I only know of one lent violin which went astray. It wound up in Mexico, painted yellow, but was retrieved by InterPol. Its maker was very disappointed that the Violin Code of Honor had been broken. He put the violin away in a closet because he didn't want to see it any more.

N was looking at the Sears fiddle the other day. "I think I'll fix that one up for Quinn (a student member of our community orchestra)" he said. It is a strange place, the world of violins: No strings attached.

Monday, May 4, 2009

Some Constellation

Surprised by a sudden squall,
she stood under the eaves of the barn,
hoisting a basketful of apples,
unsure whether to wait it out
or make a dash for the house...

when she saw him coming
out the back door,
wearing his woodsman's shirt
and baggy pants with suspenders,
holding a pink umbrella,
ready to see her dryly home.

Saturday, May 2, 2009

The Sirens: Poems of Irresistible Longing

"I have heard the mermaids singing, each to each.
I do not think that they will sing to me."
T.S. Eliot, The Love Song of J. Alfred Prufrock

I just finished a collection of poems dealing with longing. Here are the notes and the painting by John William Waterhouse, 1891.

What song could the sirens sing which would be irresistible?

The sirens have long since left mythology and permeated every form of artistic expression. Though the sirens in art have been given many names and origins, all the stories agree that the maidens, two, three or five of them, once tempted sailors with their song, usually with fatal results.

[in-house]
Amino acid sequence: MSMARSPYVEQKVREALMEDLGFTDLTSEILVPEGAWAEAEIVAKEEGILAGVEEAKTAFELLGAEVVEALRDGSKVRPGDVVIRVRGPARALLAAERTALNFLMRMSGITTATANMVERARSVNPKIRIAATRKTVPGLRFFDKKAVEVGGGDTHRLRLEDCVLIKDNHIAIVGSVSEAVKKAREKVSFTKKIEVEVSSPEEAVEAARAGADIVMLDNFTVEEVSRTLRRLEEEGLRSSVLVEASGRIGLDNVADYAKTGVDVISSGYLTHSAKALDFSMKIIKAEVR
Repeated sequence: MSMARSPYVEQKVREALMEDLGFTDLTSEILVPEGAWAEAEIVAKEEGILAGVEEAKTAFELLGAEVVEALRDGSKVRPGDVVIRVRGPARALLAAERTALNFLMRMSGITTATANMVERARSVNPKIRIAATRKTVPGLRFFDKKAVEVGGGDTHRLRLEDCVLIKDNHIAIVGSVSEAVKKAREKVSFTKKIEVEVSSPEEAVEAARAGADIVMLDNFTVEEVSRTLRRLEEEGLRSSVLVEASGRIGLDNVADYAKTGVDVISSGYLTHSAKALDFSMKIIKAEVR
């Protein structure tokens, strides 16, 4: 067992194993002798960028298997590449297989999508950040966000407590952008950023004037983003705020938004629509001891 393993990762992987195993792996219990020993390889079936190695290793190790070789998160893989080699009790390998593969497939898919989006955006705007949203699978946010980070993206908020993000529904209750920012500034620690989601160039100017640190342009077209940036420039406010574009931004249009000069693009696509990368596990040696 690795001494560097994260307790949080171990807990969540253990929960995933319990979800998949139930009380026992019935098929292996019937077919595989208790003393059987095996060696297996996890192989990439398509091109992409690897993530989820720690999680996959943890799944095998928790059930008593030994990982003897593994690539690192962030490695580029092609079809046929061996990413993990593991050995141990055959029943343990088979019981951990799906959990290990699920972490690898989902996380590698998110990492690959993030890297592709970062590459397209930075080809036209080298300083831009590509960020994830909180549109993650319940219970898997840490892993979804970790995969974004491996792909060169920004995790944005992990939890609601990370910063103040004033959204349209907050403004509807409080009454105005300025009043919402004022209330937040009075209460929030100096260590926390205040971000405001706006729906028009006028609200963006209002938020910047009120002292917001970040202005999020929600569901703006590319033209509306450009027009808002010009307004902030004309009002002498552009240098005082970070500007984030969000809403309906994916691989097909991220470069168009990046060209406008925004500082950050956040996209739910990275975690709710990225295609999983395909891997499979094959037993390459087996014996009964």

In the Odyssey, though the witch Circe attributes dark deeds to the temptresses, Homer insists that the sirens appealed to the spirit rather than the flesh and says that once Odysseus heard their song, he sailed on, a wiser man.

Homer, Ovid, Virgil, Pliny the Elder and Leonardo wrote of the maidens. Jesuit writers of the 17th century asserted the actual existence of the Sirens. Sirens intruigued Kafka, who loved a dark story. He wrote of the temptresses in 1917, saying that the silence of the sirens was more ominous than their song.

Aglaopheme, Thelxiepeia, Thelxiope, Thelxinoe, Molpe, Aglaophonos, Aglaope, Pisinoe, Peisinoe, Parthenope, Ligeia, Leucosia, Raidna and Teles are the various names that have been given the sirens.

They may have lurked on an island called Sirenum scopuli, or on Anthemusa, Cape Pelorum, in the Sirenusian islands near Paestrum, or in Capreae. Their father may have been the river god Achelous or the Roman sea god, Phorcys; their mother is variously the muses Terpsichore or Melpomene, or Sterope or Chthon, the earth.

There is some question about whether mermaids and sirens are the same creature. In Spanish, French, Italian, Polish, Romanian and Portuguese, the words for mermaid are Sirena, Sirene, Sirana, Syrena, Sirena and Sereia. Most artists, however, seem to agree that mermaids and sirens are not the same, mermaids being not sinister but rather appealing enough to merit a ballade by Chopin, an opera by Dvorak, an iconic fairy tale, a statue in the Denmark harbor, and a Disney film which lamely gilds the lily of Hans Christian Andersen.

The idea of temptation incarnate has taken a thousand forms. In Poems of Irresistible Longing, I wanted to suggest some themes which might lure the contemporary traveler.